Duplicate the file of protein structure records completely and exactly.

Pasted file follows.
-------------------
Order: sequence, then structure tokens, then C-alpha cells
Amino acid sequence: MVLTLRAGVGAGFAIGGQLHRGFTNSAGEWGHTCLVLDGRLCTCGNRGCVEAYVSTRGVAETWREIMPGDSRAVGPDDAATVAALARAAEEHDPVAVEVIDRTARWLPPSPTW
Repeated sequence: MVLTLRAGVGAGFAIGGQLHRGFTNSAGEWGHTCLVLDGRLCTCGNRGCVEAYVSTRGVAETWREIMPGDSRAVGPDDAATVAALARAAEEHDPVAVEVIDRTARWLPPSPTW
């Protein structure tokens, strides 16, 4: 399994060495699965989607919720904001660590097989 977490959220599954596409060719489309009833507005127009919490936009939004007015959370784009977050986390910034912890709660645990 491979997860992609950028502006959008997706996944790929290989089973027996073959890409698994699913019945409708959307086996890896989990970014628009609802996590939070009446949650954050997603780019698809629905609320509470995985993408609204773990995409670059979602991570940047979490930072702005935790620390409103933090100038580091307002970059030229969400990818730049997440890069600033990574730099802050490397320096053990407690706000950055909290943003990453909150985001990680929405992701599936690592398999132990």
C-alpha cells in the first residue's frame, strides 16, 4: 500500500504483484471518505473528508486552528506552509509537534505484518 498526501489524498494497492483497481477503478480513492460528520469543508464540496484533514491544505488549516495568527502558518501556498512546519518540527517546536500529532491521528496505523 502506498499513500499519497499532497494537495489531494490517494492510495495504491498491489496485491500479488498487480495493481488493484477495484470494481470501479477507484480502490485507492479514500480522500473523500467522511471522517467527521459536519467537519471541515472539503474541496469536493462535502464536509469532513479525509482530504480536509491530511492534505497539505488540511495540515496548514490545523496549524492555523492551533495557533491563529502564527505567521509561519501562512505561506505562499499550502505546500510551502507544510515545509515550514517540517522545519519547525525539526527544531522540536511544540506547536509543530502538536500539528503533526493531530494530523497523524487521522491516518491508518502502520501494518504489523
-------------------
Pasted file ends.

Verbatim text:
Order: sequence, then structure tokens, then C-alpha cells
Amino acid sequence: MVLTLRAGVGAGFAIGGQLHRGFTNSAGEWGHTCLVLDGRLCTCGNRGCVEAYVSTRGVAETWREIMPGDSRAVGPDDAATVAALARAAEEHDPVAVEVIDRTARWLPPSPTW
Repeated sequence: MVLTLRAGVGAGFAIGGQLHRGFTNSAGEWGHTCLVLDGRLCTCGNRGCVEAYVSTRGVAETWREIMPGDSRAVGPDDAATVAALARAAEEHDPVAVEVIDRTARWLPPSPTW
């Protein structure tokens, strides 16, 4: 399994060495699965989607919720904001660590097989 977490959220599954596409060719489309009833507005127009919490936009939004007015959370784009977050986390910034912890709660645990 491979997860992609950028502006959008997706996944790929290989089973027996073959890409698994699913019945409708959307086996890896989990970014628009609802996590939070009446949650954050997603780019698809629905609320509470995985993408609204773990995409670059979602991570940047979490930072702005935790620390409103933090100038580091307002970059030229969400990818730049997440890069600033990574730099802050490397320096053990407690706000950055909290943003990453909150985001990680929405992701599936690592398999132990």
C-alpha cells in the first residue's frame, strides 16, 4: 500500500504483484471518505473528508486552528506552509509537534505484518 498526501489524498494497492483497481477503478480513492460528520469543508464540496484533514491544505488549516495568527502558518501556498512546519518540527517546536500529532491521528496505523 502506498499513500499519497499532497494537495489531494490517494492510495495504491498491489496485491500479488498487480495493481488493484477495484470494481470501479477507484480502490485507492479514500480522500473523500467522511471522517467527521459536519467537519471541515472539503474541496469536493462535502464536509469532513479525509482530504480536509491530511492534505497539505488540511495540515496548514490545523496549524492555523492551533495557533491563529502564527505567521509561519501562512505561506505562499499550502505546500510551502507544510515545509515550514517540517522545519519547525525539526527544531522540536511544540506547536509543530502538536500539528503533526493531530494530523497523524487521522491516518491508518502502520501494518504489523